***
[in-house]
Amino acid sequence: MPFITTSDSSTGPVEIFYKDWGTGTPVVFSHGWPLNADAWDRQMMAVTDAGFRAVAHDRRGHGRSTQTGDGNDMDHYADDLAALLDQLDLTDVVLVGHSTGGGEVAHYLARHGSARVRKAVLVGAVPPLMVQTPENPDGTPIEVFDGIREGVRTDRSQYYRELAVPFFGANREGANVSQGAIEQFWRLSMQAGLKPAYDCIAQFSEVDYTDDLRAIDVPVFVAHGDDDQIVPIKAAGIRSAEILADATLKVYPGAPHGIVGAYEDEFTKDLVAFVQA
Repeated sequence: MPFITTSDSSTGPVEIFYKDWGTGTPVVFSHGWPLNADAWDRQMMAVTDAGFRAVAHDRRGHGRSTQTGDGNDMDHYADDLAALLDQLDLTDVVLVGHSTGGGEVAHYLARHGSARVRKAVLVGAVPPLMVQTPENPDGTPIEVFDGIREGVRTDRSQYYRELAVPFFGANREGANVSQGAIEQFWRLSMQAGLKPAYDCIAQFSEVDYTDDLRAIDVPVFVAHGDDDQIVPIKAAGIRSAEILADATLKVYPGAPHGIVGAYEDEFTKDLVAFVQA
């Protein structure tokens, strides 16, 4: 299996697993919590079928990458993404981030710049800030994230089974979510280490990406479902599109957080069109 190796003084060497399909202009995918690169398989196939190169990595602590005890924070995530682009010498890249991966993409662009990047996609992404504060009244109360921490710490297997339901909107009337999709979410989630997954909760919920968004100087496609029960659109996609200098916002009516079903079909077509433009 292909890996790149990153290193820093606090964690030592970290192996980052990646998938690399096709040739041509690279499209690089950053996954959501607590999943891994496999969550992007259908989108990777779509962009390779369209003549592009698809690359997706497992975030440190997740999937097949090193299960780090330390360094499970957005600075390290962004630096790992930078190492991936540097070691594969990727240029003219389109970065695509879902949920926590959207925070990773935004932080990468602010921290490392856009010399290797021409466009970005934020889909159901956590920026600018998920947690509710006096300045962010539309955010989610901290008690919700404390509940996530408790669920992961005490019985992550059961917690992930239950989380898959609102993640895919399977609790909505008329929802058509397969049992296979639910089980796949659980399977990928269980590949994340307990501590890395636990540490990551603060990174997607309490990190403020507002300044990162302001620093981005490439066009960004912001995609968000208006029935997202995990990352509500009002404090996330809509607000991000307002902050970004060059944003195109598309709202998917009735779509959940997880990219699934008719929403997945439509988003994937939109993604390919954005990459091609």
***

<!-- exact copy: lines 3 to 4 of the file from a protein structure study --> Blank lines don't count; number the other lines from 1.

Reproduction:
Repeated sequence: MPFITTSDSSTGPVEIFYKDWGTGTPVVFSHGWPLNADAWDRQMMAVTDAGFRAVAHDRRGHGRSTQTGDGNDMDHYADDLAALLDQLDLTDVVLVGHSTGGGEVAHYLARHGSARVRKAVLVGAVPPLMVQTPENPDGTPIEVFDGIREGVRTDRSQYYRELAVPFFGANREGANVSQGAIEQFWRLSMQAGLKPAYDCIAQFSEVDYTDDLRAIDVPVFVAHGDDDQIVPIKAAGIRSAEILADATLKVYPGAPHGIVGAYEDEFTKDLVAFVQA
């Protein structure tokens, strides 16, 4: 299996697993919590079928990458993404981030710049800030994230089974979510280490990406479902599109957080069109 190796003084060497399909202009995918690169398989196939190169990595602590005890924070995530682009010498890249991966993409662009990047996609992404504060009244109360921490710490297997339901909107009337999709979410989630997954909760919920968004100087496609029960659109996609200098916002009516079903079909077509433009 292909890996790149990153290193820093606090964690030592970290192996980052990646998938690399096709040739041509690279499209690089950053996954959501607590999943891994496999969550992007259908989108990777779509962009390779369209003549592009698809690359997706497992975030440190997740999937097949090193299960780090330390360094499970957005600075390290962004630096790992930078190492991936540097070691594969990727240029003219389109970065695509879902949920926590959207925070990773935004932080990468602010921290490392856009010399290797021409466009970005934020889909159901956590920026600018998920947690509710006096300045962010539309955010989610901290008690919700404390509940996530408790669920992961005490019985992550059961917690992930239950989380898959609102993640895919399977609790909505008329929802058509397969049992296979639910089980796949659980399977990928269980590949994340307990501590890395636990540490990551603060990174997607309490990190403020507002300044990162302001620093981005490439066009960004912001995609968000208006029935997202995990990352509500009002404090996330809509607000991000307002902050970004060059944003195109598309709202998917009735779509959940997880990219699934008719929403997945439509988003994937939109993604390919954005990459091609």